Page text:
This is the exact same failure mode as in #34693, which was believed to be fixed in December 2019. This is the first such failure in the logs since CL 210217, which suggests either a recent regression in the runtime (perhaps the GC pacer?) or a lingering very-low-probability flake in the test.
FYI, we had this failure a lot in toward the end of the 2019, starting with 2019-09-04T17:56:17-0607cdd and ending with 2019-12-05T22:08:26-e751af1, mostly on openbsd-arm though also on a smattering of other platforms. The one failure @bcmills linked is the only other time we've seen this.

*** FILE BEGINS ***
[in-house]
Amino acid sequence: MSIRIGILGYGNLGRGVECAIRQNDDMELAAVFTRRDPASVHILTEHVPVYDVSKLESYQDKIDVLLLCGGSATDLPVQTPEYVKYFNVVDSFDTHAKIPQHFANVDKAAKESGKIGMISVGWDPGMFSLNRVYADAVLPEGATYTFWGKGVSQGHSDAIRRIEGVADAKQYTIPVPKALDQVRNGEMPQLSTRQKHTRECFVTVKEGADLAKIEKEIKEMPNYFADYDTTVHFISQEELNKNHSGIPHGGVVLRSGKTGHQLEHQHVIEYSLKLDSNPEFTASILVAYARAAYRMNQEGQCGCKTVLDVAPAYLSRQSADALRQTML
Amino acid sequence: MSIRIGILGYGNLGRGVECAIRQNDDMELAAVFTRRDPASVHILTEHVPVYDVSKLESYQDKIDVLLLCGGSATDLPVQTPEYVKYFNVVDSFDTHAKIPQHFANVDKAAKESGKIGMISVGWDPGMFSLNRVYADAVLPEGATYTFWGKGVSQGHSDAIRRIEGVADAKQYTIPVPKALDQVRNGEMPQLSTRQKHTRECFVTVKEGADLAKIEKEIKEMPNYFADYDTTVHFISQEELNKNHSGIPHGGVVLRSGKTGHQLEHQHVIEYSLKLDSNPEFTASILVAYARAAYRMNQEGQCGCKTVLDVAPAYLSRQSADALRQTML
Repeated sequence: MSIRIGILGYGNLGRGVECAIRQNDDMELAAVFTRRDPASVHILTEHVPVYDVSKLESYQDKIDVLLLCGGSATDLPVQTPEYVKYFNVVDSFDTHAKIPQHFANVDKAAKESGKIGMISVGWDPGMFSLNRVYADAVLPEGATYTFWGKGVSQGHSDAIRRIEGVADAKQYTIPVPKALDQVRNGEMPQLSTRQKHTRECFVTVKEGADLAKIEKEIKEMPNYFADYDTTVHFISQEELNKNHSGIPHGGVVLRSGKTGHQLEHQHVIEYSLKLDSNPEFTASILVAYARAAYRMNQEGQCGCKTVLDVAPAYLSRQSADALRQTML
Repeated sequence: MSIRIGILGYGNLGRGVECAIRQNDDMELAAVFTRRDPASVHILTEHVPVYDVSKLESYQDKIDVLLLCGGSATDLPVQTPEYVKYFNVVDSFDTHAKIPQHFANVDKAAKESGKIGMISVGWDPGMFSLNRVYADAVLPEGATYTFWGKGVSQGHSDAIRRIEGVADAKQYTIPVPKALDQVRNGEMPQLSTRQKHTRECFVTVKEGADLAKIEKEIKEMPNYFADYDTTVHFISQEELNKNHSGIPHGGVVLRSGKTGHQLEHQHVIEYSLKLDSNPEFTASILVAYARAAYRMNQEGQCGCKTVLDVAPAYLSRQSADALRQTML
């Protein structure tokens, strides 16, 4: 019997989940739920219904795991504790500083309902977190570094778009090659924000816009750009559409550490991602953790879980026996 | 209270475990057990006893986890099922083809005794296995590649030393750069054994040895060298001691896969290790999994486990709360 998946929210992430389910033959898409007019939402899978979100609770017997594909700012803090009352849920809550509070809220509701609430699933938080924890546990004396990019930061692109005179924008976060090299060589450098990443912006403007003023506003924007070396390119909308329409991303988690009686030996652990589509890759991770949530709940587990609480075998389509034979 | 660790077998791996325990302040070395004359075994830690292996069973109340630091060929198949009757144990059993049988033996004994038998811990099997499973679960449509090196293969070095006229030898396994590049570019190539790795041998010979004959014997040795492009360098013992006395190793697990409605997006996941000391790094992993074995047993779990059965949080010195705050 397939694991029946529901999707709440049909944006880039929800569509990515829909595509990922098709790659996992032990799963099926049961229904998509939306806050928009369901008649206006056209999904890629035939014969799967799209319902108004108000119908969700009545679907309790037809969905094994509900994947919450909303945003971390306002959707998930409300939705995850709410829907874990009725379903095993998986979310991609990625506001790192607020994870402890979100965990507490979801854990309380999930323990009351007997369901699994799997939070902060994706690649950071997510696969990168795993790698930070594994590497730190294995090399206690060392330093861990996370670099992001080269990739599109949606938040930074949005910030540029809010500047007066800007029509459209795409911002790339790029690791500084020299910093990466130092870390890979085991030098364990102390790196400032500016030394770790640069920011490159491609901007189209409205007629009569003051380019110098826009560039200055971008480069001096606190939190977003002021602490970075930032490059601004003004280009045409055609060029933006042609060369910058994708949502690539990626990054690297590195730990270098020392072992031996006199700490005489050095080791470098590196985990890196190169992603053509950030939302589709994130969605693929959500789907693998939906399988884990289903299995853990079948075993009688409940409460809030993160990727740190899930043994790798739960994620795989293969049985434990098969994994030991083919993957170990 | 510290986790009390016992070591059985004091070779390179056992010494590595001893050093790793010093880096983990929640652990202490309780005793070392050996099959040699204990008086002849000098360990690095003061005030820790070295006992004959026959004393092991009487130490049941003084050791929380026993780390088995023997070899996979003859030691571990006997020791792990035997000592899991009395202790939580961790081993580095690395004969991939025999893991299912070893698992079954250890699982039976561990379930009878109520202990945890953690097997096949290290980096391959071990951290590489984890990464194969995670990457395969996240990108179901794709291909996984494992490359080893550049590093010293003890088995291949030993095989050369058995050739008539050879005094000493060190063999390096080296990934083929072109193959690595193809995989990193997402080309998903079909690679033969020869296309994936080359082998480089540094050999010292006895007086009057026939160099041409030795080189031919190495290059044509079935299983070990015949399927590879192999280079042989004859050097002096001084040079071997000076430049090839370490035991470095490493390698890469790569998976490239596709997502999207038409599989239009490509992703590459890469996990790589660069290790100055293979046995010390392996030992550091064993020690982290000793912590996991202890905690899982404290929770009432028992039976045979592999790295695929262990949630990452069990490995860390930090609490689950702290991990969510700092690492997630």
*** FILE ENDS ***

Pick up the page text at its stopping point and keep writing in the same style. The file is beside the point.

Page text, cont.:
I haven't been able to reproduce yet, but this test seems rather unstable to me.
I don't think there's necessarily a GC pacing bug, there's a lot that could be going wrong here. For instance, if a test runs just before this with a large-ish heap (we have some tests that do this, O(100 MiB), but 50 MiB will do), and doesn't clean up by running runtime.GC a few times then this could easily fail. It's possible that what happened on Windows is that its set of tests results in a different ordering compared to other platforms, hence the failure.
But more fundamentally, if the goal of the test is to just trigger a concurrent GC, why try to do so indirectly? We have runtime.GC and the stacks are going to get shrunk there too. That completely avoids this failure.
I think what I want to do here is just switch the test to calling runtime.GC directly. I'll try to induce a bug in stack shrinking to make sure it actually triggers.